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Santa Catalina de Alejandria

ca. 1780-1818 Felipe de la Espada Born: San German, Puerto Rico Died: San Germán, Puerto Rico 1818 carved, painted, and gilded wood with glass 33 7/8 x 15 x 11 1/2 in. (86.1 x 38.2 x 29.3 cm.) Smithsonian American Art Museum Teodoro Vidal Collection 1996.91.37 Smithsonian American Art Museum
2nd Floor, South Wing


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Felipe de la Espada and his son Tiburcio carved in the tradition of the most skilled artisans of the Spanish Catholic Church. In this santo, St. Catherine’s gown was decorated using estofado, a method of painting over gold leaf that duplicates the radiance of rich brocade. After Catherine was baptized, Christ appeared to her in a dream and took her as his celestial bride, placing a ring on her finger. As a young woman she angered Maximinus II, who ruled Alexandria, when she converted the empress and the emperor’s philosophers to Christianity. Maximinus ordered Catherine’s death, having her bound between four spiked wheels. A flame from heaven destroyed the wheels, but she was eventually beheaded. She is usually represented in works of art and ritual objects as a beautiful young woman wearing a crown to denote her noble heritage.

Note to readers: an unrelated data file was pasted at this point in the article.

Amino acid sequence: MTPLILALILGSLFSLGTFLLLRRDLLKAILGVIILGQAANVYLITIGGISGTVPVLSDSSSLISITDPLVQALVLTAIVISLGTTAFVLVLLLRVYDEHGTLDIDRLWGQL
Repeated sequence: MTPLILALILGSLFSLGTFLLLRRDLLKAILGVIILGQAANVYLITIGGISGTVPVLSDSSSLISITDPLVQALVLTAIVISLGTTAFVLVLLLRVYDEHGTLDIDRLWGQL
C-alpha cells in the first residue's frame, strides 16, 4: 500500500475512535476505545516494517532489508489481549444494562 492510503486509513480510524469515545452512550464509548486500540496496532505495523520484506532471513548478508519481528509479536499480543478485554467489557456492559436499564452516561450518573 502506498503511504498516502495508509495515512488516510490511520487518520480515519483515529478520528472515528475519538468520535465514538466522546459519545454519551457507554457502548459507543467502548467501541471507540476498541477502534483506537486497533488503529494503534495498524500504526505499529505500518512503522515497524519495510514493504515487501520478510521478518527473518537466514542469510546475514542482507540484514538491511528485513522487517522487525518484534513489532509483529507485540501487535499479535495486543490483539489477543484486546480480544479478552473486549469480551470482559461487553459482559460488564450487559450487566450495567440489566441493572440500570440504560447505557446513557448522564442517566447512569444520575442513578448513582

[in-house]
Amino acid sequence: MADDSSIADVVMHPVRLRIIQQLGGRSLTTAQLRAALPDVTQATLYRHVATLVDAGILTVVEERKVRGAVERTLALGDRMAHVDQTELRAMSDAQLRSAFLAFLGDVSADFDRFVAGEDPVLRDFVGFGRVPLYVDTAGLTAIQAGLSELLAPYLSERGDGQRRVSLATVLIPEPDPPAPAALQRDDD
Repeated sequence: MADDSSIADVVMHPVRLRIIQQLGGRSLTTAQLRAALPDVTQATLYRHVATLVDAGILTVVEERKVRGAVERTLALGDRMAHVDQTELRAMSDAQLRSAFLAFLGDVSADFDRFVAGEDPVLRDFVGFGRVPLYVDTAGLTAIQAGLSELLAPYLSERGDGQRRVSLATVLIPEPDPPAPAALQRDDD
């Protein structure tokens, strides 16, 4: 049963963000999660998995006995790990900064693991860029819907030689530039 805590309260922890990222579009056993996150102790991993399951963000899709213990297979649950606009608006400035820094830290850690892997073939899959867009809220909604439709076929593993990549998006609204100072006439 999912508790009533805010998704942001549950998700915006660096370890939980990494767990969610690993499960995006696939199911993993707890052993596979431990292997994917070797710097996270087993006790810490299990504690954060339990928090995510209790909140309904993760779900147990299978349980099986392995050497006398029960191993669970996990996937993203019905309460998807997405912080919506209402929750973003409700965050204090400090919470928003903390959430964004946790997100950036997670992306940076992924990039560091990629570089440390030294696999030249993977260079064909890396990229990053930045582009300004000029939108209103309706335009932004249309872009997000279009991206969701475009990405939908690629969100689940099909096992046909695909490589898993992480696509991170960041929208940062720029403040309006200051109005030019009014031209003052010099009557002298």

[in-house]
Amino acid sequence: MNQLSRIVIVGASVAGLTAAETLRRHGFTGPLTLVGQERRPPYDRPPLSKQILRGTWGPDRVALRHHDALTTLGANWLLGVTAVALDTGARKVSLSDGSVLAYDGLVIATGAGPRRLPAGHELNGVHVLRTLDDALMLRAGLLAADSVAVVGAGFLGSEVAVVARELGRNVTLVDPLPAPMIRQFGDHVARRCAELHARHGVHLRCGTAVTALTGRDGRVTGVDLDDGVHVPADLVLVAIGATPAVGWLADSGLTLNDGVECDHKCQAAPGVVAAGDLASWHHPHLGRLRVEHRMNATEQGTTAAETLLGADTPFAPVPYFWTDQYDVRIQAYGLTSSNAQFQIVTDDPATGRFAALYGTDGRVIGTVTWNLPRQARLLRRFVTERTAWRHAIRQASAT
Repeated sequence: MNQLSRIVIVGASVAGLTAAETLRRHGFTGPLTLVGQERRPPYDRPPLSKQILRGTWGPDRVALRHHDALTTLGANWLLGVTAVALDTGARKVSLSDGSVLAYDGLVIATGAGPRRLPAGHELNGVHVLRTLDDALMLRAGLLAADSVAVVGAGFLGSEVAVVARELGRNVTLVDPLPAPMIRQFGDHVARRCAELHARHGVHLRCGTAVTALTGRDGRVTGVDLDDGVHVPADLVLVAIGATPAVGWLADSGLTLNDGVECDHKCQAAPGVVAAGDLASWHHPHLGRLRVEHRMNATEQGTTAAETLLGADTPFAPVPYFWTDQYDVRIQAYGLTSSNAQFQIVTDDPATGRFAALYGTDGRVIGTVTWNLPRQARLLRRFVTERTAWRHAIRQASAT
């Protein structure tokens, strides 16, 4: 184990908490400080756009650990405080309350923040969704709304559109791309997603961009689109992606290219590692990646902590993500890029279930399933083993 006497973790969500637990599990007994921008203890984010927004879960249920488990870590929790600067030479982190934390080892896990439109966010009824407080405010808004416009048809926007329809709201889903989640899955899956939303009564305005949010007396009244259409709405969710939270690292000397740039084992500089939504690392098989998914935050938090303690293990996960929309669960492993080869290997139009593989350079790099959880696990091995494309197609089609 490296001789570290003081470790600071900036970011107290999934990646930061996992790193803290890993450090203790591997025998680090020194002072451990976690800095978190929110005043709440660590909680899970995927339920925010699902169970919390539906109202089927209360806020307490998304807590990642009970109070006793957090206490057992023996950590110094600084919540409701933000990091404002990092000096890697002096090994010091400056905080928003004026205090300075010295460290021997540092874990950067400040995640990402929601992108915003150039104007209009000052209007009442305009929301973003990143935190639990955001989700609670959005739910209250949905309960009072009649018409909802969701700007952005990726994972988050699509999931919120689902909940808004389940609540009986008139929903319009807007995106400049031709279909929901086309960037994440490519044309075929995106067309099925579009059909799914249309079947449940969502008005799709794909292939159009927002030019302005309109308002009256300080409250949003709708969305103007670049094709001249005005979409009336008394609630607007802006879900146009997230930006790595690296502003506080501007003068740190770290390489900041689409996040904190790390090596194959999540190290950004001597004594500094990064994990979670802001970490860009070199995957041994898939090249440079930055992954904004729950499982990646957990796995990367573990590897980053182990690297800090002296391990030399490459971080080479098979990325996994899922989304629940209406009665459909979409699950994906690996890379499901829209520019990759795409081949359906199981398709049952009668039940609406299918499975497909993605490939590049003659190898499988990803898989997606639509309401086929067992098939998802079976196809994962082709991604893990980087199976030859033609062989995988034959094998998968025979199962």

Keywords

Religion - saint - St. Catherine

sculpture

glass

wood

About Felipe de la Espada

Born: San German, Puerto Rico Died: San Germán, Puerto Rico 1818

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Felipe de la Espada

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